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Look for the Helpers

“When I was a boy and I would see scary things in the news, my mother would say to me, ‘Look for the helpers. You will always find people who are helping.’ ” – Fred Rogers

In my last column, I said how hard it was not to write about politics. I also said you were welcome because I wasn’t going to. I’m still not, exactly, but I’m not exactly going to dodge it, either, because it permeates our lives in a way I’ve never seen before.

As of this writing, at least 31 people died in mass shootings last weekend. As of this writing, there have been 255 mass shootings in this country this year, which is 218 days. As of yesterday afternoon—Monday, August 5—according to the Gun Violence Archive, there have been 33,237 total shooting incidents, resulting in 8,796 gun deaths and 17,480 injuries in 2019.

I took a break after typing the previous paragraph because I can’t bear thinking about it. Those statistics are changing as I sit here, watching a young deer cavorting around the yard—and not for the better.

Who or what is to blame? My goodness, that list is endless, isn’t it? So far I’ve seen the following: Trump, Obama, Hillary Clinton, Christians, Muslims, atheists, mental health, video games, the NRA, no prayer in school, terrible parents not teaching respect, terrible Boomers, terrible Millennials, terrible Gen Xers, Democrats, Republicans, the Senate, the House, guns, people-not-guns, Colin Kaepernick, liberals, conservatives, young white men, young black men, immigrants, illegal immigrants, greed, lack of accountability, same-sex marriage, transgender rights, disrespect toward veterans, “drag queen advocates,” and cellphones.

I’m sure there are more, but those are the ones that came readily to mind. I have ones in that mix that I blame and I’m sure you do, too.

It’s not helping.

The name-calling, the lying, the “funny” memes, the purely cruel memes, and the “inaccuracies” shared on social media only serve to add flames to the fire of hatred.

They’re not helping.

Violence and our response—or lack thereof—to it have made the offer of “thoughts and prayers” into a travesty of its intent. While they are good things, and I believe they are needed things, they are not enough in and of themselves.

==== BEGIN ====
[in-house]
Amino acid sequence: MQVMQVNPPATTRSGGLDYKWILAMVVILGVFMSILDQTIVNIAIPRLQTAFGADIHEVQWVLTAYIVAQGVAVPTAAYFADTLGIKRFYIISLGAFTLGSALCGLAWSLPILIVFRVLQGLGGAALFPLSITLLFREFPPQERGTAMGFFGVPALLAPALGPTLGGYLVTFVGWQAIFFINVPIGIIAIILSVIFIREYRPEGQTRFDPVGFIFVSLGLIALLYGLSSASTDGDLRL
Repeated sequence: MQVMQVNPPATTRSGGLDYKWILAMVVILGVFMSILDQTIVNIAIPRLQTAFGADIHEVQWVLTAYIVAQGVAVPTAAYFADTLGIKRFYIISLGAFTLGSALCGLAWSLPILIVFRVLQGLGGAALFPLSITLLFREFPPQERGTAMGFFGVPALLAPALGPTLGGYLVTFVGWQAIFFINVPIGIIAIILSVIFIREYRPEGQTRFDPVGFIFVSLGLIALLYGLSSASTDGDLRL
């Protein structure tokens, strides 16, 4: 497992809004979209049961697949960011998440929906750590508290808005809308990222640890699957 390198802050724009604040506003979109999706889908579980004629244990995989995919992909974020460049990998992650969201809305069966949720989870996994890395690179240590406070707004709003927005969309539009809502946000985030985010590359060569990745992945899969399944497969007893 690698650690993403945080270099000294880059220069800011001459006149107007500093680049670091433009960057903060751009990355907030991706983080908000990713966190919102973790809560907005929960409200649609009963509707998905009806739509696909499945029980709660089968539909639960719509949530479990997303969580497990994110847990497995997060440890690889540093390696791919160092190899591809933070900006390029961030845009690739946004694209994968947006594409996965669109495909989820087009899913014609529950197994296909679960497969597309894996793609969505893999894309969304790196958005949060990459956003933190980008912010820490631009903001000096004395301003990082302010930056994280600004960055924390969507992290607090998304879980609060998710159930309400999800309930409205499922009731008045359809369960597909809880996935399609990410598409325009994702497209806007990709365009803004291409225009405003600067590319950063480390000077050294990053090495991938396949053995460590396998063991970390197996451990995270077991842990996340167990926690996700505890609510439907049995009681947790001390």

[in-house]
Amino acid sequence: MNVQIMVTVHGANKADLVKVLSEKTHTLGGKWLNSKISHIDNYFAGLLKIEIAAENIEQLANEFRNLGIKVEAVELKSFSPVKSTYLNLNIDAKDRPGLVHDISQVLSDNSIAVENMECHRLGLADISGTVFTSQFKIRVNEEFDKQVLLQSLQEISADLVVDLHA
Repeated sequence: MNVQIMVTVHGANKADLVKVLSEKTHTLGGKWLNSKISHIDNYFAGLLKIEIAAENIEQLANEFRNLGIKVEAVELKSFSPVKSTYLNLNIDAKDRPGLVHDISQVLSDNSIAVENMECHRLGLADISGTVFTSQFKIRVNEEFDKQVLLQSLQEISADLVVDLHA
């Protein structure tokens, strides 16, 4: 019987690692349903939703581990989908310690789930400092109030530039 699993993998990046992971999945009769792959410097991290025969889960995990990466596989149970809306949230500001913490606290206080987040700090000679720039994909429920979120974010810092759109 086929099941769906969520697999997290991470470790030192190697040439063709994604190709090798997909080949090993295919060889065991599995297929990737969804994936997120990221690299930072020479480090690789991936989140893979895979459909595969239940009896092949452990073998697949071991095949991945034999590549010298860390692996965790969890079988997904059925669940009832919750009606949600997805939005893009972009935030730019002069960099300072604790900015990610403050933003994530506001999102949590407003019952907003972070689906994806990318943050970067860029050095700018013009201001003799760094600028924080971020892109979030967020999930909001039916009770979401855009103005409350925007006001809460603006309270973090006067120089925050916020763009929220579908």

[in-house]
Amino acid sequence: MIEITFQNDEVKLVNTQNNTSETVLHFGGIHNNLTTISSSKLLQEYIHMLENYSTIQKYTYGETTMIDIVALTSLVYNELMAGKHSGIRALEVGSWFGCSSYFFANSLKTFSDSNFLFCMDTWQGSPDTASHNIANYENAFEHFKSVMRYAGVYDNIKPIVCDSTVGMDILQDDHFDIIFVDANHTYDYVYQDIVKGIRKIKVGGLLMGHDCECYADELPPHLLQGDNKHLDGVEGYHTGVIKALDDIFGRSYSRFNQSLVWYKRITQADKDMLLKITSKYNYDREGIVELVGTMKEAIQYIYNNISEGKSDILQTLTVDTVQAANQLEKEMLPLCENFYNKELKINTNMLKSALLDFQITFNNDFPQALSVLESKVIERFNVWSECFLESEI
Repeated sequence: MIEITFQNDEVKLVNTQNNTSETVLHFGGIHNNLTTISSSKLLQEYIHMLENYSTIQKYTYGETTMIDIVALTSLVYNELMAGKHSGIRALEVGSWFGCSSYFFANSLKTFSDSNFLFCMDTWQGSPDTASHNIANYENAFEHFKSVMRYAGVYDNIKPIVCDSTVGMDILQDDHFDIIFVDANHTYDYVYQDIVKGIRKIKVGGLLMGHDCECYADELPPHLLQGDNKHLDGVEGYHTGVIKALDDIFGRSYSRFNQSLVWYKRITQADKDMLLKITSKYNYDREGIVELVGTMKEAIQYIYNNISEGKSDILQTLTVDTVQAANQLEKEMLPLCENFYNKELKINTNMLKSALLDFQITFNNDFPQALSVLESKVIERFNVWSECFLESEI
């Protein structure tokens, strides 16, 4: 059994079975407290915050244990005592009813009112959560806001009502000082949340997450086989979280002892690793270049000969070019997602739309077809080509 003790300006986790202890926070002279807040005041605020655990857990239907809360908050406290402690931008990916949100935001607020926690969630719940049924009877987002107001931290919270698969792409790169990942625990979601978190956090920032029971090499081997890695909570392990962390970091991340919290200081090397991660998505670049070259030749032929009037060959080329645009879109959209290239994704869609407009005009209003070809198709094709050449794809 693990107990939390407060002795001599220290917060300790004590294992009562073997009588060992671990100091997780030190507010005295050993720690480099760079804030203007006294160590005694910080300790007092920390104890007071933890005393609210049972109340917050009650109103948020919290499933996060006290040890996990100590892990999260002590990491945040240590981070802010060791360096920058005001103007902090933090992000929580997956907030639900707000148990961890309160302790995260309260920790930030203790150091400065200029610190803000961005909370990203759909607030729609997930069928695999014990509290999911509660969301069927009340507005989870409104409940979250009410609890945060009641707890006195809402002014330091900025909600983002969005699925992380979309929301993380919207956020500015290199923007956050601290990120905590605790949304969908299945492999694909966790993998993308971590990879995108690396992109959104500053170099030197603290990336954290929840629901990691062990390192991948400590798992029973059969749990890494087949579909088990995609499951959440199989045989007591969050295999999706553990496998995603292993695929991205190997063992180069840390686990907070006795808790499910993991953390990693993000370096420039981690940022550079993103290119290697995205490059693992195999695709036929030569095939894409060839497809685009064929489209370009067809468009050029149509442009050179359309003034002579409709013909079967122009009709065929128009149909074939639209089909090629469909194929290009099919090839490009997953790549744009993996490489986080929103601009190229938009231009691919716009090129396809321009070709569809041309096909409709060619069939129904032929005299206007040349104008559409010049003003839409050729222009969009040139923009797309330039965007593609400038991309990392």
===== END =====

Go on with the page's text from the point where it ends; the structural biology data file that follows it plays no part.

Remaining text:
I hesitate to say it, because things might be even worse without them, but they’re not helping.

I remember when mass shootings were something we never thought of. Everyone in my generation remembers that. When my kids were in school, I worried about bus accidents, about bullying, about how we were going to pay book rent. I never worried about them being shot. With my grandkids and my teacher kids, I worry about that every single day.

It doesn’t help.

Discipline used to be different. Retribution for misbehavior was swift and fierce. But what qualified as bad behavior was subjective. A lot of people used the n-word like it was nothing. They also used terms like “greaser” and “wetback.” A lot of them still talk about broads. Retards. If they were punished for it then, I don’t remember it. Most of us have been called enough names since 2016 to have just a taste of what many others face every day of their lives. The taste is bitter.

But knowing that doesn’t help.

Several people I know have said, Don’t take away the guns. They’ll find other ways to do it. They’ve said not a shot was fired on Nine Eleven. They’ve said knives have been the weapon of choice in other mass killings. They have said, over and over and over, that no one’s going to touch their Second Amendment.

Which says: "A well regulated Militia, being necessary to the security of a free State, the right of the people to keep and bear Arms, shall not be infringed."

There’s the First Amendment, too, which protects several basic freedoms in the United States, including freedom of religion, freedom of speech, freedom of the press, the right to assemble, and the right to petition the government.

Then there is the Ninth Amendment, which says: “The enumeration in the Constitution, of certain rights, shall not be construed to deny or disparage others retained by the people.”

It sounds as if the Second Amendment shouldn’t be more important than the First or the Ninth ones. Or vice versa. Yet we cling mightily and loudly to the ones that matter most to us. I will live and die by the First one, but it matters little or not at all to others. I care little about the Second one, but know it matters greatly to others, to hunters and to those who have guns for protection and to those who have a fondness for weaponry. We should all care about the Ninth one. But do we?

That’s not helping, either.

I wish I had answers. Not just for me and those who share my outlook, but for others, too. I want there to be a way to live peacefully and equably with each other. We need to know that it’s not enough for life to be good for just old rich guys, or just white people in suburbs, or just African-Americans who live in inner cities, or just Hispanic people who are looking for a better place.

Mr. Rogers’ mother was right when she urged her son to “look for the helpers.” In this social and political climate, however, we need to take it further. Those of us who are capable—and that’s many more than will speak up; I admit that—we need to BE the helpers.

Have a good week. Be safe. Help someone.


Liz maintains a blog that you can visit by clicking this link:

Get her latest Romance Novel Nice to Come Home from Amazon by clicking on this link:

Nice to Come Home To is the third book in the Lake Minigua series, following Every Time We Say Goodbye and The Happiness Pact.

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